The State has re-arraigned the alleged separatists suspected of being behind last month’s violence in parts of the Volta Region only hours after they were discharged by Circuit Courts in Accra.
Prosecutor ASP Sylvester Asare told the Circuit Court that the State withdrew the charges to enable it bring all of them into one courtroom under a consolidated case.
Under an amended charge sheet, the State also told the Accra Circuit Court 2 that it had no jurisdiction to grant the suspects bail since the crimes were not committed within the authority area of the court.
They have been charged, variously, with; treason felony, conspiracy to commit crime, namely, treason felony, conspiracy to commit crime, namely, participating in a campaign of prohibited organisation namely Western Togoland, conspiracy to commit crime, namely, causing unlawful damage.
Arguing for bail, however, defence lawyers prayed the court to consider the rights of the suspects, their appalling welfare conditions under remand and their readiness to avail themselves for the case whenever called upon by the State.
The defence team argued that the suspects are entitled to be presumed innocent until otherwise proven and that the circumstances under which the State is allowed to curtail the rights of citizens under Article 14 (1) of the 1992 Constitution did not include the present circumstances.
Conceding on the prosecution’s argument on jurisdiction, the defense team insisted however that the State should have taken the matter to the appropriate forum.
They argued that the court could intervene to protect the rights of the suspects by granting bail even if it did not have jurisdiction to hear the case.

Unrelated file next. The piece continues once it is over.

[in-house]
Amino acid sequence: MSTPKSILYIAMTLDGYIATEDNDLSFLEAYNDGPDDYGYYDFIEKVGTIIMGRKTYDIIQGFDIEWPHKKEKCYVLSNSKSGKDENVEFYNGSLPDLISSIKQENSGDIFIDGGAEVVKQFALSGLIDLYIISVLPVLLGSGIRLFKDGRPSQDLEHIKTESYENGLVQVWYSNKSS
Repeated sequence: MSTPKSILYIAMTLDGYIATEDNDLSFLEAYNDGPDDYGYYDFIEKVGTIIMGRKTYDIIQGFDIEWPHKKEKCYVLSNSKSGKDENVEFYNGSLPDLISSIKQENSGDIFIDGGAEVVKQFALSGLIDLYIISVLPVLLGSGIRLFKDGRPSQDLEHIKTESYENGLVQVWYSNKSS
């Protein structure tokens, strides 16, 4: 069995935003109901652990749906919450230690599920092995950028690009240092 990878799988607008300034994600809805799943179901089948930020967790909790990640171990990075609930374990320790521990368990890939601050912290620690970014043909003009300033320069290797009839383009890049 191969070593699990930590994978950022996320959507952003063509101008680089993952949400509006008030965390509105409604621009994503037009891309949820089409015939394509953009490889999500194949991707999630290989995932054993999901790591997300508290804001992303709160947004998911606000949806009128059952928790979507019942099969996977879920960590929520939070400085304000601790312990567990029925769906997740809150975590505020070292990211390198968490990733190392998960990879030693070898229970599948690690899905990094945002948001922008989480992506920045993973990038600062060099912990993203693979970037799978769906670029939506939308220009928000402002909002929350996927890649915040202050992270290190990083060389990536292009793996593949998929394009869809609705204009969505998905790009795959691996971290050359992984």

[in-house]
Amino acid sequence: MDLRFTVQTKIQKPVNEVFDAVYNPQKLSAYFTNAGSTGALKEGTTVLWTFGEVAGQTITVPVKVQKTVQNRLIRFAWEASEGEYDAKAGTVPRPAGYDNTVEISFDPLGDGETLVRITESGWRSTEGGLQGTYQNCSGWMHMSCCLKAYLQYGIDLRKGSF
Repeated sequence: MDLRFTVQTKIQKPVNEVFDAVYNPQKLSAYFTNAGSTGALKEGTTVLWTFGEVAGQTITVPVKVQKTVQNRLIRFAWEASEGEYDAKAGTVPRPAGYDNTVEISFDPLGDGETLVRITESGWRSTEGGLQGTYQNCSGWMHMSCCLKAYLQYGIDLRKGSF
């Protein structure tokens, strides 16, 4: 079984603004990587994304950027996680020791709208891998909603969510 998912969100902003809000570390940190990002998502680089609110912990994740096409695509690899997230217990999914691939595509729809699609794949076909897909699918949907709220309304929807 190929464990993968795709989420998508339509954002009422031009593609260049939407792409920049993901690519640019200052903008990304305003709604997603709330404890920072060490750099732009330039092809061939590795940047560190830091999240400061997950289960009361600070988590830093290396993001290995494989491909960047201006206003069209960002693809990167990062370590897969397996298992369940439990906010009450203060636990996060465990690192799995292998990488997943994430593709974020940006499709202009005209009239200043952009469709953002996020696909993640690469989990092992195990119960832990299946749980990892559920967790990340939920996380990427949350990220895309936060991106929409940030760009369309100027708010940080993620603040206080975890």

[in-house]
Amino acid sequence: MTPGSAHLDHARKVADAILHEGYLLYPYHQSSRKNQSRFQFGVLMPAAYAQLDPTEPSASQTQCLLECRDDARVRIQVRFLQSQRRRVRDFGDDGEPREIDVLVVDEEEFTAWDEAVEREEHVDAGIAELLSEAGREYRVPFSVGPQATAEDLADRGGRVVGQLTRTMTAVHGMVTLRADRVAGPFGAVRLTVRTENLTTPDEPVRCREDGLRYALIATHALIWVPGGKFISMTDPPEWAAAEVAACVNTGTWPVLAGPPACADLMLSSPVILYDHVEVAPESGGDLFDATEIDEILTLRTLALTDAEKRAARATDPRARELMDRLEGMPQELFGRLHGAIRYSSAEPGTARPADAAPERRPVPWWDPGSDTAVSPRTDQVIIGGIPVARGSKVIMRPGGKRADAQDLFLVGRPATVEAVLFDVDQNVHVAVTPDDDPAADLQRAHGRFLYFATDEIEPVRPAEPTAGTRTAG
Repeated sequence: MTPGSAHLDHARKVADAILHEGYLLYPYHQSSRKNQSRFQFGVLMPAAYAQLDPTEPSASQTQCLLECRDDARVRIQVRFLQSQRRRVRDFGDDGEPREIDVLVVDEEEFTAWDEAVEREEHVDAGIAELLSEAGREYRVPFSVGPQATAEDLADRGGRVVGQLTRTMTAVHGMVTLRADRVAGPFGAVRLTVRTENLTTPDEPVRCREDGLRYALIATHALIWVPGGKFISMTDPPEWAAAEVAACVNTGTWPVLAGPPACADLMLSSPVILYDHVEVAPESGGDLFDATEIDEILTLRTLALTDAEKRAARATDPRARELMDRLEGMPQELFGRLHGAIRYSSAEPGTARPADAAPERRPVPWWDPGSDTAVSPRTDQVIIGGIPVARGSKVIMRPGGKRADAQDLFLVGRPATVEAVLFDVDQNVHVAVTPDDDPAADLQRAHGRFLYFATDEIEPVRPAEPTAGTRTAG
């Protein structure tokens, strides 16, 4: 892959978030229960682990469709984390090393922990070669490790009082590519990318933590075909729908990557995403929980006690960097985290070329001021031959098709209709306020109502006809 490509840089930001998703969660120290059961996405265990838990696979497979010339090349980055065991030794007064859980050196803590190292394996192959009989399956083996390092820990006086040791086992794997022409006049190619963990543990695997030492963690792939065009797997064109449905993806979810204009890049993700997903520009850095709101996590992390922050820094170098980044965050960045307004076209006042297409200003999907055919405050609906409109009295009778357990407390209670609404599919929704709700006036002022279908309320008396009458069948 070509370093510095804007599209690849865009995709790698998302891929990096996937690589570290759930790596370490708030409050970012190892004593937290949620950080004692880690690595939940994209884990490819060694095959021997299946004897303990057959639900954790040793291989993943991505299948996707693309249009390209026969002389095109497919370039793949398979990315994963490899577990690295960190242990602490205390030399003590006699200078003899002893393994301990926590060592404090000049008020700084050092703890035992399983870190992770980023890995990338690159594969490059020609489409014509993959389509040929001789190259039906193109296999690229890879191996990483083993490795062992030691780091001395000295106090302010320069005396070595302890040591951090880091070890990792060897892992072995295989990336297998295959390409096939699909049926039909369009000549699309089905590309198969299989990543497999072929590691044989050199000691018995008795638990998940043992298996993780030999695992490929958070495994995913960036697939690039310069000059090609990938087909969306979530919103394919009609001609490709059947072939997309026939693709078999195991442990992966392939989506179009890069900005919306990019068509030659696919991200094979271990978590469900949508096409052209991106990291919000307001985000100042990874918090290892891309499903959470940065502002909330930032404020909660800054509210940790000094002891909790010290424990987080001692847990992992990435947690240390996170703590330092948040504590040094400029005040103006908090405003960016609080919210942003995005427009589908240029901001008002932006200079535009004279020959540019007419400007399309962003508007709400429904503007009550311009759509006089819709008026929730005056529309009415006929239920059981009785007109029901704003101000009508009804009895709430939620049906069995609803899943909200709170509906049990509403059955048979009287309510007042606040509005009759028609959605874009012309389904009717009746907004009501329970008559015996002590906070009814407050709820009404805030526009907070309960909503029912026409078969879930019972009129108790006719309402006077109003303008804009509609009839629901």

Welfare of Suspects
The defence lawyers decried what is described as inhumane treatment the 78 re-arraigned suspects are going through in BNI custody.
Theophilus Donkor who described the suspects’ situation in open court claimed that the suspects are cramped into two little cubicles at the BNI and denied food.
“As at 1:04 pm, the accused persons here have not even drunk water. This is what they have been going through at the BNI,” he said.
He insisted that the police prevented the suspects from eating food bought for them though the prosecutor and investigators present in court denied the claim.
According to Mr. Donkor, the suspects are still in the very dresses they were in when they were arrested and wondered whether they even get the opportunity to bath.
The lawyers invited the court to consider the plight of the suspects and grant them bail.
He said, “the State is not so wicked and means to subject its citizens to such treatment” and urged the court to stop it by granting the suspects bail.
In the plea of the Defence Lawyers, the Court must send a strong signal to the State that the Court did not exist to do the bidding of the State but to dispense justice and protect the rights and liberties of the people. These suspects must be reassured that the Court is there to protect their rights,” Theophilus Donkor said.
The Circuit Court 2 however denied bail to the 78 re-arraigned alleged separatists.
The court said it was minded by the rights of the suspects, the facts of the case, and that the case had so far, not unusually dragged.
The court also charged State Prosecutor, ASP Sylvester Asare, to personally take over the welfare conditions of the suspects.
The suspects have been remanded to reappear in court on Wednesday, November 4, 2020.
Outside the courtroom were scores of sympathizers who had come to witness the case.
Relatives of the suspects, as well as curious bystanders, watched on.
Uncontrollable tears rolled down the cheeks of some people as the 78 suspects were packed back into a waiting police truck amidst heavily armed police escort.